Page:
Tuesday, July 16, 2013

What divides us ...

As I see Facebook posts, I'm constantly reminded of what divides us.  I see posts from my friends that bother me ... a lot.  This makes me sad because I enjoy our friendship despite our different viewpoints.  It seems we see things very differently and that bothers me because I know you and I are not so different on a personal level, even as we seem to disagree on specific political issues.

I know you well enough that I realize your personal perspectives are not the same as mine.  Fine.  I can understand and accept that.  I embrace such differences.  What bothers me is your insistence on certain things that raise red flags with me on a personal level.  We have ideological differences, of course, but must you push those differences into my face?  Must you provoke me to respond in ways that will inevitably divide us?  Is it that important for your personal position that you make me respond to your provocative statements?

Yes, I know that I've made my own provocative postings.  But I try, in the process, to leave open the door that other opinions can exist that differ with mine.  Rather than damning your position, I want you to try to consider, as I have, that opposing opinions can exist and have some substance.  They're not always dictated by ideology but are in fact positions of conscience that are worthy of respect, if not agreement.

If only polarized positions are allowed to exist, there can be no reconciliation, no compromise, no mutual understanding.  When only polar opposites are allowed, that ultimately leads to civil war and damnation of any opposing viewpoints.  We may not agree about everything, but surely we can find some common ground, and from there reach some position other than total condemnation of the "opposing" side.  Can we truly believe that anyone who thinks other than we do is some sort of ideological enemy, worthy only of contempt and, ultimately, elimination?  Is your position so based in reality that anyone who opposes your perspective is worthy only of contempt?  Are you really that confident in what you propose?  Are you willing to let me be the victim of your intolerance?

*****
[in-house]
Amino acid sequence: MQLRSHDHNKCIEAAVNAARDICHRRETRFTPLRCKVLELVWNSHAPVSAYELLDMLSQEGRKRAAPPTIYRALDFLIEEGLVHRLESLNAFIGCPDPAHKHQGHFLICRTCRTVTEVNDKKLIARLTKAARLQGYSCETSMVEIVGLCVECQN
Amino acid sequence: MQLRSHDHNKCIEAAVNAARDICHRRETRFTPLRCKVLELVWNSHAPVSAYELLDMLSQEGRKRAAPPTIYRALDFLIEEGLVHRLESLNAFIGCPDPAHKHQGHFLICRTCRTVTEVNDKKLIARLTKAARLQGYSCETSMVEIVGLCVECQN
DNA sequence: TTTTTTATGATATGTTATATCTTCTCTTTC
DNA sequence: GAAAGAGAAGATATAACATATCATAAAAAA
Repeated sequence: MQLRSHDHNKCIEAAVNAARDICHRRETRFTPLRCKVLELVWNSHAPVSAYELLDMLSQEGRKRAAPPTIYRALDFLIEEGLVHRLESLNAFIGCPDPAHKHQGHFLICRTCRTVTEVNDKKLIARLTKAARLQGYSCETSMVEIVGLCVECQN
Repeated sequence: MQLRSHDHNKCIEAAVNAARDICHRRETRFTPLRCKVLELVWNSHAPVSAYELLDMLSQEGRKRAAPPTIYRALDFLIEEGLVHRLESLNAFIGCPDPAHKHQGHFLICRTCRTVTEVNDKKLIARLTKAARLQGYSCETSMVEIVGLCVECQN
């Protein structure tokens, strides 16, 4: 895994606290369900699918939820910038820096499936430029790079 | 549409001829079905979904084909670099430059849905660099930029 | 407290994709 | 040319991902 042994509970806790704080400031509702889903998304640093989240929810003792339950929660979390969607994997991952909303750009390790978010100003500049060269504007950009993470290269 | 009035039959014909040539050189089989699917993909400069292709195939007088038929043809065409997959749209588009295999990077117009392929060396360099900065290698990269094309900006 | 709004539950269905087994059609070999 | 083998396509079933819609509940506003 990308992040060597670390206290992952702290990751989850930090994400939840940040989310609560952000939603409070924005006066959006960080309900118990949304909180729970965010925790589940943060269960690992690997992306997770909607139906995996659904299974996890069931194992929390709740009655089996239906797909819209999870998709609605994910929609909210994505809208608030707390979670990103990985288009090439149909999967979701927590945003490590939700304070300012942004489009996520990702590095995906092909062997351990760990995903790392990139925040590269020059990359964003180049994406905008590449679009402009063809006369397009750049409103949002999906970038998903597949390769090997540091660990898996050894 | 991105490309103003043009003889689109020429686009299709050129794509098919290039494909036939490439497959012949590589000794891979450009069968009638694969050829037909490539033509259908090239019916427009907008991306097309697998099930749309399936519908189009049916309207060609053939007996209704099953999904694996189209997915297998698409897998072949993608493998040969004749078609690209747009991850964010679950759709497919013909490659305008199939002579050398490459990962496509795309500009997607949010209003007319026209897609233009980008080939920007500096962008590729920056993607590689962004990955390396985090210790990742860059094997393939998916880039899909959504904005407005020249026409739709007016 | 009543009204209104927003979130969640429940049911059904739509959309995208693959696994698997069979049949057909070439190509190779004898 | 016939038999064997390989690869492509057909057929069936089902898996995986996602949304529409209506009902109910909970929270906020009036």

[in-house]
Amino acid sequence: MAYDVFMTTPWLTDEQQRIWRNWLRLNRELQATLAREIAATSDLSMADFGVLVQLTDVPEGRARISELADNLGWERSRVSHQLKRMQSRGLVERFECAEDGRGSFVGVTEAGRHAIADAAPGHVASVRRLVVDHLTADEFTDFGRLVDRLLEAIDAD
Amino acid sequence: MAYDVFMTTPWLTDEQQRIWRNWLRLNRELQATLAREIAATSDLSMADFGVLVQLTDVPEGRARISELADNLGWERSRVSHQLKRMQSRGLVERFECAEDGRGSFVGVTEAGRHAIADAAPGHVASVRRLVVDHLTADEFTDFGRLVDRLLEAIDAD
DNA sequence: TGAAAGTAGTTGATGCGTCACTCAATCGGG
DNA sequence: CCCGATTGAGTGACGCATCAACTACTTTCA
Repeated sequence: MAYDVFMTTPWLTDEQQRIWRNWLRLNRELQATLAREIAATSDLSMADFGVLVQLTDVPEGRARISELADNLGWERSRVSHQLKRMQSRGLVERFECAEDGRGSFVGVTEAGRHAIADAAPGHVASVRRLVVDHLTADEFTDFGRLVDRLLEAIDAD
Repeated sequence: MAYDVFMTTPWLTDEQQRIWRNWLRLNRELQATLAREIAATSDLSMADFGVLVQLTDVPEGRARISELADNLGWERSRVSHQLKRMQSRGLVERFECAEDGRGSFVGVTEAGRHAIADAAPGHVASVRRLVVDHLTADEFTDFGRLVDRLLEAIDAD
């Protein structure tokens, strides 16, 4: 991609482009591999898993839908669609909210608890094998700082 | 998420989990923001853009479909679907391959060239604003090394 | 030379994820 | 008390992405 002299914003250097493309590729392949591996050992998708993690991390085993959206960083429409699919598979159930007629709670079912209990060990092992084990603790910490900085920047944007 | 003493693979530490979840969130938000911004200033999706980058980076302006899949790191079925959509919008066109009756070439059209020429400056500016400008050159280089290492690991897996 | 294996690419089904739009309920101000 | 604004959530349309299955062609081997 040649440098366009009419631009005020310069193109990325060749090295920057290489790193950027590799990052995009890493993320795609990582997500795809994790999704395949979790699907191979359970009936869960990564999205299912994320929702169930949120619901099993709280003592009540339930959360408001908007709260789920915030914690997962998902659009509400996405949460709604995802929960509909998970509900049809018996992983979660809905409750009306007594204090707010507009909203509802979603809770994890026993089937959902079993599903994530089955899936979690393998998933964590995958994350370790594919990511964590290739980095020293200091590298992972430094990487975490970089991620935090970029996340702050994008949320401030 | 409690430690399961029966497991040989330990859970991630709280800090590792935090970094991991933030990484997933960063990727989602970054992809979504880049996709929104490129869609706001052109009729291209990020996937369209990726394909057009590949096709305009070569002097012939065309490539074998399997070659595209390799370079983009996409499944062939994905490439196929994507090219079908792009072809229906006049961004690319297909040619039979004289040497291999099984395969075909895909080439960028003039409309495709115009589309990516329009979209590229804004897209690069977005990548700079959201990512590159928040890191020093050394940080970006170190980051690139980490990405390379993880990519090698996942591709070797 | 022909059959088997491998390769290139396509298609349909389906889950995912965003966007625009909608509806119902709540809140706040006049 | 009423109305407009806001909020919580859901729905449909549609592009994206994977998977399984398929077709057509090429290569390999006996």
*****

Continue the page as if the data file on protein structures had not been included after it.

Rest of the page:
Surely you must see that that perspective is ultimately fascist and leads only to crimes against humanity?  If you truly feel that confident in your position, then I feel only sadness that you have alienated yourself from what is rational and reasonable.  A rational perspective admits the possibility of error.  I find that especially disturbing in people whom I consider to be friends.  Can you accept that opinions can vary on legitimate bases?  Can you truly tolerate other viewpoints?  Or do you feel that anything other than your viewpoint is anathema and worthy only of contempt and being stamped out under the bootheels of repression and dogma?  Is the comfort of a society where everyone agrees with you worth more than a society where debate is encouraged and different opinions not only tolerated but seen as necesary?

I understand that we see things differently.  I try not to view opposing viewpoints as wholly wrong, but some of them are distinctly problematic to me.  Is it necessary to force me take issue with you?  Must you throw our differences in my face?  Must you characterize my position as totally incorrect and yours as totally correct?  Admission of the possibility of error is an important pre-condition to a rational discussion. Without that, we can have no basis for discussion at all.

1 comment:

Matt Bunkers said...

Good points. I don't know the context or details of the discussions you are talking about (or with whom--and I don't need to know), but I agree on putting ourselves in other's shoes so we can better understand their perspective(s).